Writing Tips

My Postpartum Writing Life: Working-Writing Mom with a 4-Month-Old

My baby turned four months old yesterday, which is both mind blowing and incredibly exciting. (It really does go by so fast.) 

Now that we’ve officially made it one month of her going to daycare while I work full-time (and write novels), I thought it was time for a writing life update. And honestly? This past month wasn’t as bad as I thought it was going to be. In fact, it’s been rather good. But let’s rewind for a minute. 

Leading up to my return to work, I was struggling with a lot of anxiety. Not just with the idea of dropping her off and being apart during the day, but also with maintaining any sort of workload while caring for a baby (especially considering the lack of sleep). But honestly? The change has been good for us.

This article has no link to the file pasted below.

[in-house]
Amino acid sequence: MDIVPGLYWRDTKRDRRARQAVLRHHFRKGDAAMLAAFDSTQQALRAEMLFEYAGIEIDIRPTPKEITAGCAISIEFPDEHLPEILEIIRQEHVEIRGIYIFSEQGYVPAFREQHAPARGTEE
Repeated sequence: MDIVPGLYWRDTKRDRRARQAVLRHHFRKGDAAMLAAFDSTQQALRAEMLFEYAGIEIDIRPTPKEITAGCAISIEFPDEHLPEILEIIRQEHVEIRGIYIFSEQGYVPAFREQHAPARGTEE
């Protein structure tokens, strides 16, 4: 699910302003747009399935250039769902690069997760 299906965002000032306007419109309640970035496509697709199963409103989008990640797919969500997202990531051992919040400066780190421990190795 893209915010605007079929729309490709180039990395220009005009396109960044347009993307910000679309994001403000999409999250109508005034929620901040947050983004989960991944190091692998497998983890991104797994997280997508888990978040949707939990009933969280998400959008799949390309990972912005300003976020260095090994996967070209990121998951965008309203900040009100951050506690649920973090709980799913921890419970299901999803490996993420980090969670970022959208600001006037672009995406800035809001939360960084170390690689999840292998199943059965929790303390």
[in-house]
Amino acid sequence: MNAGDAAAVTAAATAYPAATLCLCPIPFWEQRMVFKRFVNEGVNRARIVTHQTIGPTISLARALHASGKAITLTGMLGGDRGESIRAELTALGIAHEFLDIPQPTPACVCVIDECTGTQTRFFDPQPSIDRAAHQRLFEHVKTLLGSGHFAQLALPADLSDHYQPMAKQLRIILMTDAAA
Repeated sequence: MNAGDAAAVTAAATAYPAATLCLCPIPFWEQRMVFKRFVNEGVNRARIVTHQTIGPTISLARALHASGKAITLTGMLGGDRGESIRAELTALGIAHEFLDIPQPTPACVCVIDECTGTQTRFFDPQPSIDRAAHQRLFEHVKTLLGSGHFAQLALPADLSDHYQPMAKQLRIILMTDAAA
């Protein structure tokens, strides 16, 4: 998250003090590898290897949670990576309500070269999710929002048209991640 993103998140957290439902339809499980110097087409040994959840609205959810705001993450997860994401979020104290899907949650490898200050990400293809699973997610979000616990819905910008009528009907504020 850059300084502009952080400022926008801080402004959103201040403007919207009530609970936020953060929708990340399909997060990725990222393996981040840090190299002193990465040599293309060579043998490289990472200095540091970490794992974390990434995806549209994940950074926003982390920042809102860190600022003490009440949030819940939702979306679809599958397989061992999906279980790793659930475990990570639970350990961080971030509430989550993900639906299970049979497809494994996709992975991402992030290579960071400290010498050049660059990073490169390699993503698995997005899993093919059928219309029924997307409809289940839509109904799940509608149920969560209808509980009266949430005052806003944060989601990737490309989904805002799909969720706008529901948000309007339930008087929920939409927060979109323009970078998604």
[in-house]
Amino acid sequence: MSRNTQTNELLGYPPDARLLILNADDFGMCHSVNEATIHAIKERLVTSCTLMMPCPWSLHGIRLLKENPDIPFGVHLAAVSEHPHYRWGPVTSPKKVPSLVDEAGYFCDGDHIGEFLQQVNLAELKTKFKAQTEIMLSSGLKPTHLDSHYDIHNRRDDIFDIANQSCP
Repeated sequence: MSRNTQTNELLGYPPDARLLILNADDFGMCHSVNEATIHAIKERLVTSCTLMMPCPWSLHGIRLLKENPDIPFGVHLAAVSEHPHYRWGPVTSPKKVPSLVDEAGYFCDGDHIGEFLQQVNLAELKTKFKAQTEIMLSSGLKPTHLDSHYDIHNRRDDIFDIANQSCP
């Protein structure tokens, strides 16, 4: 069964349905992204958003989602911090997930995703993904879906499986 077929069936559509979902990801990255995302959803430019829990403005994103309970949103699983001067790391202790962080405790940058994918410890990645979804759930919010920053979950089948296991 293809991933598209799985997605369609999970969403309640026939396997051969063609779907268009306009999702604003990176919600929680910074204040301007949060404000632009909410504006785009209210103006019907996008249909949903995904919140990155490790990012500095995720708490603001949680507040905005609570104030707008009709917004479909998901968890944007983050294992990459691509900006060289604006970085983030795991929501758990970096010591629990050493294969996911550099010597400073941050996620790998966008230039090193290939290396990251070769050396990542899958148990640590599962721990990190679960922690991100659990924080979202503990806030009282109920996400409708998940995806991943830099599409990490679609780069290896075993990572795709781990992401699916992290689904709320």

For the first time since having my daughter, I got to wear clothes for a day without being spit up on. Instead of my hair being a tangled mess, I wore it DOWN (and no one was pulling it). I put on makeup. I talked to other adults. In a plot twist I didn’t see coming, going back to work actually made me feel a little more…like me. I honestly didn’t realize just how isolated I had become during my maternity leave until I was out of it. 

I say all of this with the utmost love for my daughter. 

Her gummy grins make my heart melt. I am so excited to be a mom and watch her grow. I love the goo-goos and gaa-gaas. The milky cuddles. The hilarious new expressions she makes. And I definitely miss her like hell during the day. (Dropping her off is always so hard!) Nightshifts are probably the hardest, because I don’t get home in time to say goodnight. But I’m happy being back at work.